It seems that local, fresh food is just what the doctor ordered – all kinds of diet and food lifestyles are popping up that are centered around eating fresh, local produce with an emphasis on plants instead of meats. The Nordic diet is one such diet. Although the style of eating has been around for centuries, the Nordic diet became popular around 2004 again when food professionals and chefs Rene Redzepi and Claus Meyer in particular gathered together in Copenhagen to discuss a resurgence of the healthy way of eating that had been popular in already in the northern countries of Europe, including Denmark, Finland, Iceland, Norway, and Sweden.
The structure of the diet also makes it quite environmentally friendly. The use of local produce, fish as a main source of meat, and rounding out meals with beans and legumes fosters a diet that is easy on the wallet and on the environment. Most Nordic diet dishes are simple and don’t require a lot of ingredients which means that users don’t have to clean out their pantries for new things – as well ensuring that the diet can be enjoyed worldwide. The dishes make use of quality ingredients that are brought to life with simple seasonings.
The diet is similar in style to the Mediterranean diet in that it emphasizes use of local produce, healthy fats and a certain type of oil for cooking. Whereas the Mediterranean diet recommends using olive oil, the Nordic diet prefers canola oil, but the difference seems to be based on the region of the world and what was more readily accessible. Like olive oil though, canola oil is also high in monosaturated fat which is relatively healthy for us compared to other kinds of fats. Canola oil also contain alpha-linolenic acid, an amino acid similar to the omega-3 fatty acids found in fish which gives it a boost compared to olive oil.
The foods that are required for the Nordic diet include lots of plants, most of which are recommended to be foraged for maximum nutrition and benefits. Other vegetables include lots of cabbage, dark leafy greens, and other root vegetables such as carrots, beets, parsnips, and potatoes. Apples, pears, and berries – especially berries that are native to your local area, which for Northern Europe includes ligonberries and bilberries but for other areas of the world those can be substituted for blackberries, blueberries and mulberries. Whole grains are also valued over processed grains and especially rye, barley, and oats. Beans and legumes are also used as bases for various dishes. Fish and wild game, such as elk and wild turkey, are also preferred and dairy is limited. The diet also suggests incorporating wild foods such as mushrooms, moss, nettles, garlic, and even sometimes ants. The most common herbs used are dill, chives, and fennel. Dessert is rare as berries are oftentimes used as the ‘sweet ending,’ but can include foods such as barley pudding and almond cakes.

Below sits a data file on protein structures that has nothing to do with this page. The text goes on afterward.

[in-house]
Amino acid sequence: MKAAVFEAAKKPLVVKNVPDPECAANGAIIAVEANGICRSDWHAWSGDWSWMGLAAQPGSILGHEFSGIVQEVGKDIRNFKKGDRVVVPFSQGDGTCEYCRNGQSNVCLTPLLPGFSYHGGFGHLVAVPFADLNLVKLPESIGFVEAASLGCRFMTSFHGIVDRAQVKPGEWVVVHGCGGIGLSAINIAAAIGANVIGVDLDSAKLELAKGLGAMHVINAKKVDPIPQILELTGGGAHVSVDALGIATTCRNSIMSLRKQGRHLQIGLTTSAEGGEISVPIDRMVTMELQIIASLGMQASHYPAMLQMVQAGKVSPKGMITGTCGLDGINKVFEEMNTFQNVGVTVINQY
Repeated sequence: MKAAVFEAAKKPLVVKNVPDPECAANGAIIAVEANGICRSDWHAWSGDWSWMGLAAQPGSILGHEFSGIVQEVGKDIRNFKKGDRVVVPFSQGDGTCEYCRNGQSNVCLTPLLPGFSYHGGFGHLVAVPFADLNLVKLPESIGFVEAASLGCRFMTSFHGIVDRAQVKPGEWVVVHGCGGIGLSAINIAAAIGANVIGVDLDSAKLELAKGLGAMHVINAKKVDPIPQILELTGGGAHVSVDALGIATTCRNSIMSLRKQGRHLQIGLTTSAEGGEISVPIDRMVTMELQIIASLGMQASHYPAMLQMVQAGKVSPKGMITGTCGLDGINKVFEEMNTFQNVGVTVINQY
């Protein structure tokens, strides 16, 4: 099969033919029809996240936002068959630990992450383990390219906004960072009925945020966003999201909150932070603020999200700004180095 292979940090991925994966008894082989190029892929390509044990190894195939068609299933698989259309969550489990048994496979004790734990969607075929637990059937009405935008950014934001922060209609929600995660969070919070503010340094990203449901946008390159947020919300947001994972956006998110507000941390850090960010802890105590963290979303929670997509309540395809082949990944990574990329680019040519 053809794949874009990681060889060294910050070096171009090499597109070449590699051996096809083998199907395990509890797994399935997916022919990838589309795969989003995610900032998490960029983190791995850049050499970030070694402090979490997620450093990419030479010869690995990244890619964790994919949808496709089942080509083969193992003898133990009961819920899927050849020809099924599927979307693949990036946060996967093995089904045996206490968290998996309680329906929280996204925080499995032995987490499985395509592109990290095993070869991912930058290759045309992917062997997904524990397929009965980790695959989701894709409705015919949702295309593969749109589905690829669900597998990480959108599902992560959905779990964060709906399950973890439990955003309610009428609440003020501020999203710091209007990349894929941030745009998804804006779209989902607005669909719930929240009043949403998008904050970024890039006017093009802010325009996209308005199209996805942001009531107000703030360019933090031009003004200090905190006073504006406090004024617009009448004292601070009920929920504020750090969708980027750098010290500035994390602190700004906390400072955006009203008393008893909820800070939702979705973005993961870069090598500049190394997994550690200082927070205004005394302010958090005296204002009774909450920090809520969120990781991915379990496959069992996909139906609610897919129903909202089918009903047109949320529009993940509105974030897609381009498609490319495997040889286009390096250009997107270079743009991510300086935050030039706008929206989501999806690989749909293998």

Due to how new the diet is, in science time at least, there isn’t much research yet about how healthy or not it is. Considering that the diet puts emphasis on plants and encourages eating local and fresh foods, with little to no meats or dairy in most dishes, it wouldn’t be surprising to have studies in a few years that applaud the diet’s ability to promote health. The canola oil it advocates for is already known to be quite healthy for us, as a study in the Journal of Internal Medicine in 2011 found that a diet high in canola oil helped to lower bad cholesterol after just three weeks of using canola oil. The World Health Organization also praises the diet for being low in sugar and salt which helps to decrease the risk of cancer, diabetes and cardiovascular disease. Also, since the Nordic Diet is similar in style to the Mediterranean diet, it isn’t much of a stretch to see that it can be just as beneficial to our bodies – and the Mediterranean diet already has much research backing it up as a healthy diet choice.
The Nordic diet is not restrictive either – its basic philosophy is to eat what’s local, fresh, and with limited quantities of dairy, meats, salt, and sugars. This means that you don’t necessarily have to uproot your whole way of eating to change to a Nordic diet. There’s no need to go out and forage for moss or struggle to find bilberries just because that’s what the Nordic diet is made up of. Stick to foods that are local to your area and eat a basic healthy diet. Although the diet became famous for its unique Northern Europe ingredients, its core is to eat healthy, fresh, and local foods.
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You might not be able to visit NOMA or Acme, two Nordic-inspired restaurants in Copenhagen and New York, respectively, but the Nordic diet is quite easy to replicate at home. There are now many recipe books and even online resources that you can utilize to find recipes and foods that are consistent with the Nordic diet. Farmer’s markets or CSAs are available almost everywhere and you can find all the local produce you need there. The new Nordic diet is not just popular and fashionable but also healthy and delicious – and easy to incorporate for anyone wanting to give it a try.